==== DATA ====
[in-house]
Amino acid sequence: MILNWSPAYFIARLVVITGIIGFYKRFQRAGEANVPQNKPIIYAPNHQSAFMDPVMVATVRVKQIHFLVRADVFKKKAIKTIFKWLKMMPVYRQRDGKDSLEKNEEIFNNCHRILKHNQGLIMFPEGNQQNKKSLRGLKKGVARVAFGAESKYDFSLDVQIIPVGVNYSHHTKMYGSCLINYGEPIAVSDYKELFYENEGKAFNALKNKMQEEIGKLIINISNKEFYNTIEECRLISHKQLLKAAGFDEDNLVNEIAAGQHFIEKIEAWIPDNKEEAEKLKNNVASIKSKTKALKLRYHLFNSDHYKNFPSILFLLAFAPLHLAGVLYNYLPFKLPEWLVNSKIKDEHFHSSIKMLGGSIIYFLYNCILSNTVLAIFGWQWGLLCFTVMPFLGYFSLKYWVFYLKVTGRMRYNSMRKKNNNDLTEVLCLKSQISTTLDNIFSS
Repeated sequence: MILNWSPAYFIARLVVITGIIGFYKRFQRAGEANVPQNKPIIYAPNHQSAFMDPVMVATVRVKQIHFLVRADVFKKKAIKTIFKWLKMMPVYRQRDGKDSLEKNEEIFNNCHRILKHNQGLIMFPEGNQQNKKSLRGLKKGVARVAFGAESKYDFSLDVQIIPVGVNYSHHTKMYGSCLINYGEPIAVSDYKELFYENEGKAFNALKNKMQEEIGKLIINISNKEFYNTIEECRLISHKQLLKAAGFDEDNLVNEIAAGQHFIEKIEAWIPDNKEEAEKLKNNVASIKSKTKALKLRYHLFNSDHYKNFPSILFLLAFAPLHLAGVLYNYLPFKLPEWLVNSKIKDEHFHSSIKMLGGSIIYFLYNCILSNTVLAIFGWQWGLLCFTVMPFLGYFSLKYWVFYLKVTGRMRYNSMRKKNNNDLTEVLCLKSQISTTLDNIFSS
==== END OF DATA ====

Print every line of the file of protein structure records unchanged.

[in-house]
Amino acid sequence: MILNWSPAYFIARLVVITGIIGFYKRFQRAGEANVPQNKPIIYAPNHQSAFMDPVMVATVRVKQIHFLVRADVFKKKAIKTIFKWLKMMPVYRQRDGKDSLEKNEEIFNNCHRILKHNQGLIMFPEGNQQNKKSLRGLKKGVARVAFGAESKYDFSLDVQIIPVGVNYSHHTKMYGSCLINYGEPIAVSDYKELFYENEGKAFNALKNKMQEEIGKLIINISNKEFYNTIEECRLISHKQLLKAAGFDEDNLVNEIAAGQHFIEKIEAWIPDNKEEAEKLKNNVASIKSKTKALKLRYHLFNSDHYKNFPSILFLLAFAPLHLAGVLYNYLPFKLPEWLVNSKIKDEHFHSSIKMLGGSIIYFLYNCILSNTVLAIFGWQWGLLCFTVMPFLGYFSLKYWVFYLKVTGRMRYNSMRKKNNNDLTEVLCLKSQISTTLDNIFSS
Repeated sequence: MILNWSPAYFIARLVVITGIIGFYKRFQRAGEANVPQNKPIIYAPNHQSAFMDPVMVATVRVKQIHFLVRADVFKKKAIKTIFKWLKMMPVYRQRDGKDSLEKNEEIFNNCHRILKHNQGLIMFPEGNQQNKKSLRGLKKGVARVAFGAESKYDFSLDVQIIPVGVNYSHHTKMYGSCLINYGEPIAVSDYKELFYENEGKAFNALKNKMQEEIGKLIINISNKEFYNTIEECRLISHKQLLKAAGFDEDNLVNEIAAGQHFIEKIEAWIPDNKEEAEKLKNNVASIKSKTKALKLRYHLFNSDHYKNFPSILFLLAFAPLHLAGVLYNYLPFKLPEWLVNSKIKDEHFHSSIKMLGGSIIYFLYNCILSNTVLAIFGWQWGLLCFTVMPFLGYFSLKYWVFYLKVTGRMRYNSMRKKNNNDLTEVLCLKSQISTTLDNIFSS